Kitchen Garden Checklist
A garden doesn't have to be a huge commitment, but with the right tools, a little time and easy-to-follow instructions you'll be on your way to developing your green thumb. Whether you choose to plant a modest window garden or a 4-acre plot, be sure to do it as a family -- the benefits of growing your own foods are endless.
Check out other recipes your family will love.
Before you start planting, read and download this step-by-step guide, which offers important information about how to safely grow your own fruits and vegetables with your family:
Involve Your Family
Since the First Lady first broke ground on the South Lawn, people across the country have revisited the American tradition of starting a vegetable garden at home. First step is talking to your family members about starting a vegetable garden for your home. From selecting plants and seeds to harvesting vegetables, gardening is a fun way to spend time together and enjoy delicious meals around the dinner table. If you’re looking for inspiration, follow the First Lady’s lead and see what was harvested from the White House Kitchen Garden.
Choose a Site
Whether your home has a backyard or a kitchen window, you can have your own garden. A good gardening space receives at least six hours of sunlight per day and has a conveniently located water source. If you don’t have a large outdoor space, consider container gardening on your porch or balcony.
Before growing food in your backyard, take samples of the soil and have them analyzed to find out soil type and quality. Consult with your nearest Cooperative Extension office to determine how to take a soil sample and where to send it. The quality of your soil will affect the health of your crops and the design of your garden. Mulch the soil around your plants to improve your soil quality, lock in moisture and keep out weeds. In the winter, you can grow a cover crop or add nutrients to your soil.
Design Your Garden
Did you know that The White House Kitchen Garden is 1,500 square feet? Good news: you don’t need that much space to grow your own food. A garden takes tending, so start small at first. Spend a fun evening with your family members sketching out a simple design for your garden to determine how much space you have for each plant. Discuss growing food in raised beds, containers, or in the ground. Put the tallest plants in the back of the garden to prevent the small plants from getting too much shade, and set your garden rows north to south to maximize the sun’s rise and fall. You might consider installing a rain barrel, fence, compost bin, or a pathway in your garden, too.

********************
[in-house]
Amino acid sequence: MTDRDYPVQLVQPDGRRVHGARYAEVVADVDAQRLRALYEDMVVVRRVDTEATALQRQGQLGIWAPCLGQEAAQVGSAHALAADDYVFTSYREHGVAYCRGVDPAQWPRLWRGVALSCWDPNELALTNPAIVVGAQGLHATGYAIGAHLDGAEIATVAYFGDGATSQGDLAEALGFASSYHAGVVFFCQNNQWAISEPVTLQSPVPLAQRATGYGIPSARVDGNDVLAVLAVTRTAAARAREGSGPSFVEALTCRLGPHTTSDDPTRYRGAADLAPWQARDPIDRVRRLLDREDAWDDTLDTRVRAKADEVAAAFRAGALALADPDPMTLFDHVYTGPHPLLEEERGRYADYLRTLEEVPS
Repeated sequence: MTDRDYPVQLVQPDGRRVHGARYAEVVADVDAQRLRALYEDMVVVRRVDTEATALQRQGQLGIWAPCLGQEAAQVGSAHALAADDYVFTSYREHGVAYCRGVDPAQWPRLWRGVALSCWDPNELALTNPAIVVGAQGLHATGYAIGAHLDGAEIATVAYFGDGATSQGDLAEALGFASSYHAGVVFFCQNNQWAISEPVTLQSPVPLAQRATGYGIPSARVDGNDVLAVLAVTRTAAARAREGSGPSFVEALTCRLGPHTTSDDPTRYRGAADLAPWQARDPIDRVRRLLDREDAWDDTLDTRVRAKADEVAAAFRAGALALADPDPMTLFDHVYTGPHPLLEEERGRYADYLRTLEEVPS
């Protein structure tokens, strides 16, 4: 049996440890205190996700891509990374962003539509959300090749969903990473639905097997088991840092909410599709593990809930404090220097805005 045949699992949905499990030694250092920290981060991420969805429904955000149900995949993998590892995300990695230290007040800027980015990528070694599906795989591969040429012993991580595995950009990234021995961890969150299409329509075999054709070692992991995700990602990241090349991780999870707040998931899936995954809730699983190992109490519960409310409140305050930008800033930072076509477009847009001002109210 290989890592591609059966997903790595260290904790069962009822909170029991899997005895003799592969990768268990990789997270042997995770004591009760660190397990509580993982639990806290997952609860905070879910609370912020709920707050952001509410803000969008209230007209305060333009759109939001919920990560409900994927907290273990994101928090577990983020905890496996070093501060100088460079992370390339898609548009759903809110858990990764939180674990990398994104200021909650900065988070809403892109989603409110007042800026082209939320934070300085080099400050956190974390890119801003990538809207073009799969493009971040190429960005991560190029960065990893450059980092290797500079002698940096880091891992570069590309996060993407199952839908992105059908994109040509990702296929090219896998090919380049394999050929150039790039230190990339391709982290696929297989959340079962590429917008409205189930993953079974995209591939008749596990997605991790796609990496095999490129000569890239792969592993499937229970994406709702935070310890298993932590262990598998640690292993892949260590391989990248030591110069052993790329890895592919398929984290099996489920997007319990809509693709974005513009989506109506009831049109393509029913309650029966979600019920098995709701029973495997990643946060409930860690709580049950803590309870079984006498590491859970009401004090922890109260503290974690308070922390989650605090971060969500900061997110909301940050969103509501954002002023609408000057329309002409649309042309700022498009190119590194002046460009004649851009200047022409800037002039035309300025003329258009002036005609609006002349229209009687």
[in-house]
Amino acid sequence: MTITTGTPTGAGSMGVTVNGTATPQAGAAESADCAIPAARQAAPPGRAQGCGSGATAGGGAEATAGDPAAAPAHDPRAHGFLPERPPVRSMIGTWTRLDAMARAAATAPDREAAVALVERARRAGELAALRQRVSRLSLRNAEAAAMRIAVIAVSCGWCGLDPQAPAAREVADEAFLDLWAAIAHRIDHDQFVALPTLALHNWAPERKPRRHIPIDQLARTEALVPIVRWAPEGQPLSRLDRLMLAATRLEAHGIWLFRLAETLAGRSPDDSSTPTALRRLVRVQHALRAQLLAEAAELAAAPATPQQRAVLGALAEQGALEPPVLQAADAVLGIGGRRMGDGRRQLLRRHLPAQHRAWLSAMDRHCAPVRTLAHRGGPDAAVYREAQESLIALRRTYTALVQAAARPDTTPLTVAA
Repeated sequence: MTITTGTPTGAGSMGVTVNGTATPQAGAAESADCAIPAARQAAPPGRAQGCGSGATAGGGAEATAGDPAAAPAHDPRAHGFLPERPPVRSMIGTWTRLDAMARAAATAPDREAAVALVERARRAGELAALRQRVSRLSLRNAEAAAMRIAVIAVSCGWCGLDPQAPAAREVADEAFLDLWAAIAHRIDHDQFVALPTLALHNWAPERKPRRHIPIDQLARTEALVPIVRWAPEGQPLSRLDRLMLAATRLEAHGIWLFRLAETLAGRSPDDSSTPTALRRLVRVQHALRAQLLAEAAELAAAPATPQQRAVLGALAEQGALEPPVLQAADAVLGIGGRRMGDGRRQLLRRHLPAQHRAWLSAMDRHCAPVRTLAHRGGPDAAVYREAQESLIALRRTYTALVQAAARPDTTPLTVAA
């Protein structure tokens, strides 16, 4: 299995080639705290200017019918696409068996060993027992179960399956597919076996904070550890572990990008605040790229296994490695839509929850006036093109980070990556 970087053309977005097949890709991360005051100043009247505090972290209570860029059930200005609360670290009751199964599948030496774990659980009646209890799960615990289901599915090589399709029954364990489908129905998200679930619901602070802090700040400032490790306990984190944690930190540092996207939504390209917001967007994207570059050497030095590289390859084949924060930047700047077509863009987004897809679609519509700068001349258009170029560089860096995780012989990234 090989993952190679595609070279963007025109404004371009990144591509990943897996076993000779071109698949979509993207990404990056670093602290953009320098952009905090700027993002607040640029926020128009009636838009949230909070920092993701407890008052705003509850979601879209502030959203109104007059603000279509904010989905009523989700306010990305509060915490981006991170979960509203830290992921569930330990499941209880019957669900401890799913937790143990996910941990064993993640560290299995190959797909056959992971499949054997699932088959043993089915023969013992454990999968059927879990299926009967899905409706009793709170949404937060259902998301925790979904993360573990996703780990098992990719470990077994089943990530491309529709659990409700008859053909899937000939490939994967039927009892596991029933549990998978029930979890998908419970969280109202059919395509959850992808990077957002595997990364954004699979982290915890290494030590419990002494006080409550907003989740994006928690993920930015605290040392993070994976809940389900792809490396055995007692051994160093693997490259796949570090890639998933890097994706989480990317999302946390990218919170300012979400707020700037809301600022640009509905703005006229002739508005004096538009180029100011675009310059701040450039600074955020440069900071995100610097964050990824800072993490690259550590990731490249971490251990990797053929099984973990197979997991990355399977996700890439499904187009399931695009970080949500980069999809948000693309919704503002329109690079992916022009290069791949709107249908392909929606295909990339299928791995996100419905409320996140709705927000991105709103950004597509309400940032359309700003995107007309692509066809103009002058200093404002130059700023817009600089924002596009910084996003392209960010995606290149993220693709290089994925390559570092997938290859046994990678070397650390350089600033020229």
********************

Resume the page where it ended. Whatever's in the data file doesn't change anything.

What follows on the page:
You can plant the seeds of crops like peas and beans directly into your garden soil, while other crops like tomatoes need to be started indoors and later transplanted outside. You can call your local Cooperative Extension office for information specific to your local growing region, including planting dates for warm and cool season crops and the last day of frost. Some easy, hardy vegetables for growing include: peas, beans, lettuce, melons, cucumbers, broccoli, collards, peanuts, peppers, onions, tomatoes, radishes. What's growing in the White House Kitchen Garden right now? Potatoes, spinach, lettuce, radishes, chard, rapini, carrots, bok choy, broccoli, onions and mustard greens.
If you’re undecided about which vegetable varieties to grow, visit Vegetable Varieties for Gardeners. As you plant, mark your rows with sturdy labels so you remember what you planted. Invite your neighbors and friends over to help you plant; teach your family members to water the garden and pull weeds to keep your plants healthy.
Watch how the White House extended its growing season:
Don’t give up! If you are having trouble with your garden, don’t get frustrated. Gardening involves trial and error, and you learn as you go. Your garden will get better over time, year after year. If you have questions about insects, disease, or plant nutrients, you can contact your local Cooperative Extension Agent. Your Cooperative Extension Service may also have an Extension Master Gardener volunteer in your area to help with gardening challenges, or you may be able to take part in trainings to learn more about how to garden.
Enjoy Your Harvest
When your vegetables are ready for harvest, plan a family dinner together! Check out some of The White House Kitchen Garden recipes that use food from the garden. Consider sharing your extra harvest with neighborhood food pantries, kitchens, and shelters.
Information provided courtesy of USDA’s People’s Garden Initiative. For more gardening resources visit www.usda.gov/peoplesgarden.